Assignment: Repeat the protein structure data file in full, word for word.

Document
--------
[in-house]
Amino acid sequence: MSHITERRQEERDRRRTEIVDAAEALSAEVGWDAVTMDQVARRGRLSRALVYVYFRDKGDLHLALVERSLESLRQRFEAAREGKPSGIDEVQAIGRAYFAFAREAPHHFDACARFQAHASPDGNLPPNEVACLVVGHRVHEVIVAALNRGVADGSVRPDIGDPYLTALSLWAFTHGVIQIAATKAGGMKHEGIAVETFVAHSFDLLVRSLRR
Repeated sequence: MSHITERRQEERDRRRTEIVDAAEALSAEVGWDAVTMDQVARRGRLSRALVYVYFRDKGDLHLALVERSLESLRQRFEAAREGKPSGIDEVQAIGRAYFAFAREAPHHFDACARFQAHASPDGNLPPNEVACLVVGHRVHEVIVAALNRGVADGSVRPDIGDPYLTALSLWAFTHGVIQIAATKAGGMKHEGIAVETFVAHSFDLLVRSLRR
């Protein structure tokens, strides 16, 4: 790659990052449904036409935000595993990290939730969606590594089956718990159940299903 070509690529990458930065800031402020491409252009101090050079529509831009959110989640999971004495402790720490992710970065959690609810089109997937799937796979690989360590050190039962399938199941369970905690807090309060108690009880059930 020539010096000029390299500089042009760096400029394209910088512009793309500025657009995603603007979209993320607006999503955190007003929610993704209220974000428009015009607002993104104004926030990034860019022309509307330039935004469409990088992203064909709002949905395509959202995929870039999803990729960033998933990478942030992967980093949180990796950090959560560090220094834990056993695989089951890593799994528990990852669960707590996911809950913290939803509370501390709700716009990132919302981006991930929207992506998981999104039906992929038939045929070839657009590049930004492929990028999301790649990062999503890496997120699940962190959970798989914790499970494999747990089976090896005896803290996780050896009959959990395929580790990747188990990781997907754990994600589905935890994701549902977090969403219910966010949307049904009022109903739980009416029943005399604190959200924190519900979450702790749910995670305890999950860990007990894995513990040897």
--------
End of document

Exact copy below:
[in-house]
Amino acid sequence: MSHITERRQEERDRRRTEIVDAAEALSAEVGWDAVTMDQVARRGRLSRALVYVYFRDKGDLHLALVERSLESLRQRFEAAREGKPSGIDEVQAIGRAYFAFAREAPHHFDACARFQAHASPDGNLPPNEVACLVVGHRVHEVIVAALNRGVADGSVRPDIGDPYLTALSLWAFTHGVIQIAATKAGGMKHEGIAVETFVAHSFDLLVRSLRR
Repeated sequence: MSHITERRQEERDRRRTEIVDAAEALSAEVGWDAVTMDQVARRGRLSRALVYVYFRDKGDLHLALVERSLESLRQRFEAAREGKPSGIDEVQAIGRAYFAFAREAPHHFDACARFQAHASPDGNLPPNEVACLVVGHRVHEVIVAALNRGVADGSVRPDIGDPYLTALSLWAFTHGVIQIAATKAGGMKHEGIAVETFVAHSFDLLVRSLRR
């Protein structure tokens, strides 16, 4: 790659990052449904036409935000595993990290939730969606590594089956718990159940299903 070509690529990458930065800031402020491409252009101090050079529509831009959110989640999971004495402790720490992710970065959690609810089109997937799937796979690989360590050190039962399938199941369970905690807090309060108690009880059930 020539010096000029390299500089042009760096400029394209910088512009793309500025657009995603603007979209993320607006999503955190007003929610993704209220974000428009015009607002993104104004926030990034860019022309509307330039935004469409990088992203064909709002949905395509959202995929870039999803990729960033998933990478942030992967980093949180990796950090959560560090220094834990056993695989089951890593799994528990990852669960707590996911809950913290939803509370501390709700716009990132919302981006991930929207992506998981999104039906992929038939045929070839657009590049930004492929990028999301790649990062999503890496997120699940962190959970798989914790499970494999747990089976090896005896803290996780050896009959959990395929580790990747188990990781997907754990994600589905935890994701549902977090969403219910966010949307049904009022109903739980009416029943005399604190959200924190519900979450702790749910995670305890999950860990007990894995513990040897």